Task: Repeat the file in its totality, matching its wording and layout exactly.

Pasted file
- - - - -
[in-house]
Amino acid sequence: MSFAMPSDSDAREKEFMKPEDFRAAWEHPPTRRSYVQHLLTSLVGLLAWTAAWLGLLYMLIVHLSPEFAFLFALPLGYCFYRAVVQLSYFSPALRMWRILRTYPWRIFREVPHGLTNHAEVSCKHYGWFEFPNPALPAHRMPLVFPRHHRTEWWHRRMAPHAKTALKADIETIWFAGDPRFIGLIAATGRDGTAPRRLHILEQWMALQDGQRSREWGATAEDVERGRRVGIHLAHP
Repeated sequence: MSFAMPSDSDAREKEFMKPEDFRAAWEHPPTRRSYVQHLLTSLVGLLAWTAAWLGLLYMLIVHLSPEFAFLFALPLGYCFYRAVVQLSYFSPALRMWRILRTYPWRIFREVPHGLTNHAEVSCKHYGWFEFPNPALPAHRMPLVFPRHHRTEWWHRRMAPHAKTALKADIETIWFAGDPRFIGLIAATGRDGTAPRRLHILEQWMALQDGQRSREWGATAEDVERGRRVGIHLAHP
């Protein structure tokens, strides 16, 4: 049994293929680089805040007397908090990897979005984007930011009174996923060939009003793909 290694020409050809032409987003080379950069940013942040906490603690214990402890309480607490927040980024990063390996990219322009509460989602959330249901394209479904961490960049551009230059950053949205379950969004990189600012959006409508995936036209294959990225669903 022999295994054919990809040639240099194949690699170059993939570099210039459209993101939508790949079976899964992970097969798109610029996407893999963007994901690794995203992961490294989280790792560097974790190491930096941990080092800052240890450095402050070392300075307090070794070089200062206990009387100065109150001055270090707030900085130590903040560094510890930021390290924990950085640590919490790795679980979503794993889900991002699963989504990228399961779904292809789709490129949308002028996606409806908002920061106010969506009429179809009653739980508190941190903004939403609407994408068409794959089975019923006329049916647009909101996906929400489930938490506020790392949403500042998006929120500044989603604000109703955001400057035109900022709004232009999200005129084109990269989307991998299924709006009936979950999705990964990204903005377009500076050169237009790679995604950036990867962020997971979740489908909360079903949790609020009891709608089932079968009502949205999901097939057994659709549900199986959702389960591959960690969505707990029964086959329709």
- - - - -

[in-house]
Amino acid sequence: MSFAMPSDSDAREKEFMKPEDFRAAWEHPPTRRSYVQHLLTSLVGLLAWTAAWLGLLYMLIVHLSPEFAFLFALPLGYCFYRAVVQLSYFSPALRMWRILRTYPWRIFREVPHGLTNHAEVSCKHYGWFEFPNPALPAHRMPLVFPRHHRTEWWHRRMAPHAKTALKADIETIWFAGDPRFIGLIAATGRDGTAPRRLHILEQWMALQDGQRSREWGATAEDVERGRRVGIHLAHP
Repeated sequence: MSFAMPSDSDAREKEFMKPEDFRAAWEHPPTRRSYVQHLLTSLVGLLAWTAAWLGLLYMLIVHLSPEFAFLFALPLGYCFYRAVVQLSYFSPALRMWRILRTYPWRIFREVPHGLTNHAEVSCKHYGWFEFPNPALPAHRMPLVFPRHHRTEWWHRRMAPHAKTALKADIETIWFAGDPRFIGLIAATGRDGTAPRRLHILEQWMALQDGQRSREWGATAEDVERGRRVGIHLAHP
């Protein structure tokens, strides 16, 4: 049994293929680089805040007397908090990897979005984007930011009174996923060939009003793909 290694020409050809032409987003080379950069940013942040906490603690214990402890309480607490927040980024990063390996990219322009509460989602959330249901394209479904961490960049551009230059950053949205379950969004990189600012959006409508995936036209294959990225669903 022999295994054919990809040639240099194949690699170059993939570099210039459209993101939508790949079976899964992970097969798109610029996407893999963007994901690794995203992961490294989280790792560097974790190491930096941990080092800052240890450095402050070392300075307090070794070089200062206990009387100065109150001055270090707030900085130590903040560094510890930021390290924990950085640590919490790795679980979503794993889900991002699963989504990228399961779904292809789709490129949308002028996606409806908002920061106010969506009429179809009653739980508190941190903004939403609407994408068409794959089975019923006329049916647009909101996906929400489930938490506020790392949403500042998006929120500044989603604000109703955001400057035109900022709004232009999200005129084109990269989307991998299924709006009936979950999705990964990204903005377009500076050169237009790679995604950036990867962020997971979740489908909360079903949790609020009891709608089932079968009502949205999901097939057994659709549900199986959702389960591959960690969505707990029964086959329709």